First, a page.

Surveying to Keep the Mississippi Traffic Flowing - KFVS12 News & Weather Cape Girardeau, Carbondale, Poplar Bluff

Surveying to Keep the Mississippi Traffic Flowing

The Mississippi River provides its share of challenges for tow pilots, navigating the tircky channels.  Lately, low water is their biggest obstacle.

The Coast Guard recommends limiting the number of barges, and how low they sink into the water.  But there's still a lot of activity on a ariver that's shrinking lately,which makes navigation even harder. So the Army Corp of Engineers is surveying the river, to find the deepest channel possible.  

The Pathfinder is spending lots of time traveling the Mississippi near Ste. Genevieve. It's equipped with radar and sonar imaging, to "read" the bottom of the river.

"What we're doing here, is trying to find the channel for boats to get through," explains Capt. Walton Joggerst, as he points out barges stuck in the middle of the shallow river. This is a common problem these days on the upper Mississippi.

"It's up on a sand bar, so that's why they're taking the grain out, to lighten it and get barges off there," he says.

A check of his computer screen shows the Mississippi at 12 feet... and dropping. "When the water gets this low, though, it's hard to do anything," he finishes.

The Pathfinder already moved buoys over, to redirect barge traffic around the sand bar. The Pathfinder is about  to see the first test of the new route... a small tow with empty barges.  "They keep traffic going, you know, because of the money involved," says the Captain.   But everyone is watching this test, to see if the Mississippi may have to be closed again.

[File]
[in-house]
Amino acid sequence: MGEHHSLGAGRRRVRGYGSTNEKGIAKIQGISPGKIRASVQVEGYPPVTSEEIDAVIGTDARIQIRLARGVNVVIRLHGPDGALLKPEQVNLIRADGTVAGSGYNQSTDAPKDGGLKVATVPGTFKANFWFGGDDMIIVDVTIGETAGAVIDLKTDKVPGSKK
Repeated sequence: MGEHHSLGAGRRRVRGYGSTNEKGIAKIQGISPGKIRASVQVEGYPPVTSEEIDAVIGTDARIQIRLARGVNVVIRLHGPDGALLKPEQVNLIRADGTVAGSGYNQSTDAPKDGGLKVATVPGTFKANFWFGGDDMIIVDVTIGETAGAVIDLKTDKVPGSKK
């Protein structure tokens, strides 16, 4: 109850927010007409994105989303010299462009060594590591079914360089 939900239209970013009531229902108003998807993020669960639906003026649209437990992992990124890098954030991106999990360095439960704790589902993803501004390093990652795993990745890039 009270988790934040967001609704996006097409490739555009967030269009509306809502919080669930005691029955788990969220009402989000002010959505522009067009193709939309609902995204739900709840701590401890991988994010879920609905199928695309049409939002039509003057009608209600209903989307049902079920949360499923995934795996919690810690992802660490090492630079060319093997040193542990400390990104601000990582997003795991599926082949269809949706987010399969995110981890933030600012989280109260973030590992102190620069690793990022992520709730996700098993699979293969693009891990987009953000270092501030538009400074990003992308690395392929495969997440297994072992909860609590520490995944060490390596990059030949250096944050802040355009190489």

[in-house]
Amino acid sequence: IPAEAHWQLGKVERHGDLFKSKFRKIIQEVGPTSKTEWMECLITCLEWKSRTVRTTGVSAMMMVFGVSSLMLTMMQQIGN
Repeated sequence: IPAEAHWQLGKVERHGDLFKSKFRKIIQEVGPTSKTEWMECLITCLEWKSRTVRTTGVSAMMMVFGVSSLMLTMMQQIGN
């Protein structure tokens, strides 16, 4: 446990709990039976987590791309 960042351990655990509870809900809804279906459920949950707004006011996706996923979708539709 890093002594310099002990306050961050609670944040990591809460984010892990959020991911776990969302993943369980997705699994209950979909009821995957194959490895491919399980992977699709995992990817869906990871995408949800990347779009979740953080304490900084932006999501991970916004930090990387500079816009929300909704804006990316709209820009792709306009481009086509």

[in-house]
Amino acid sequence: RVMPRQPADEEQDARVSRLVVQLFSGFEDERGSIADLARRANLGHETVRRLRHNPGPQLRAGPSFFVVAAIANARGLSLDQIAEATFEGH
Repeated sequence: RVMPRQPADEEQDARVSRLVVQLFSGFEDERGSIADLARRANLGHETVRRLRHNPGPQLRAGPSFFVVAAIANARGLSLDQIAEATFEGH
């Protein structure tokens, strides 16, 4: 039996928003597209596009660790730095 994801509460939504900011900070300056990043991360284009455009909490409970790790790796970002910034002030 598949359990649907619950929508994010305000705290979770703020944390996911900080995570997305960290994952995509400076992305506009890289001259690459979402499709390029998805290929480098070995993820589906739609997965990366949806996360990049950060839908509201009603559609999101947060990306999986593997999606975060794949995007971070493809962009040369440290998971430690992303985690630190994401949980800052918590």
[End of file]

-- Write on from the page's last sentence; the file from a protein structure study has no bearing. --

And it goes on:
"Even though they lightened the barges and stuff, the boats still draw a lot of water," he says.  "If it moves to fast, they suck down in any kind of shallow water, which we'll prbably see here in a few minutes when this boat comes through."

All the while, the Pathfinders low-water alarm sounds, and Capt Joggerst keeps a close eye on the river. He's looking at deep ripples in the water, and color changes.  "Those indicate shallow or deep; a change in the depth," he explains.  "And you can actually see them from a distance."

The test pilot radios of low water, and warns he's actually touching bottom! "She's dragging right here where I'm at!" he radios.  But he manages to push his empty barges on up river. The Pathfinder's sonar shows he made it through 8 feet of water.  "He's in the clear, now," says Capt. Joggerst.

But with continued dry, cold weather up North... a falling Mississippi will cause headaches here in the Heartland.

The river actually rose about a foot in St. Louis over one day, and will rise again until Saturday.  But it's downhill after that, unless the weather breaks.  And that means after a slight swell next wek in our area, the falling trend will continue.

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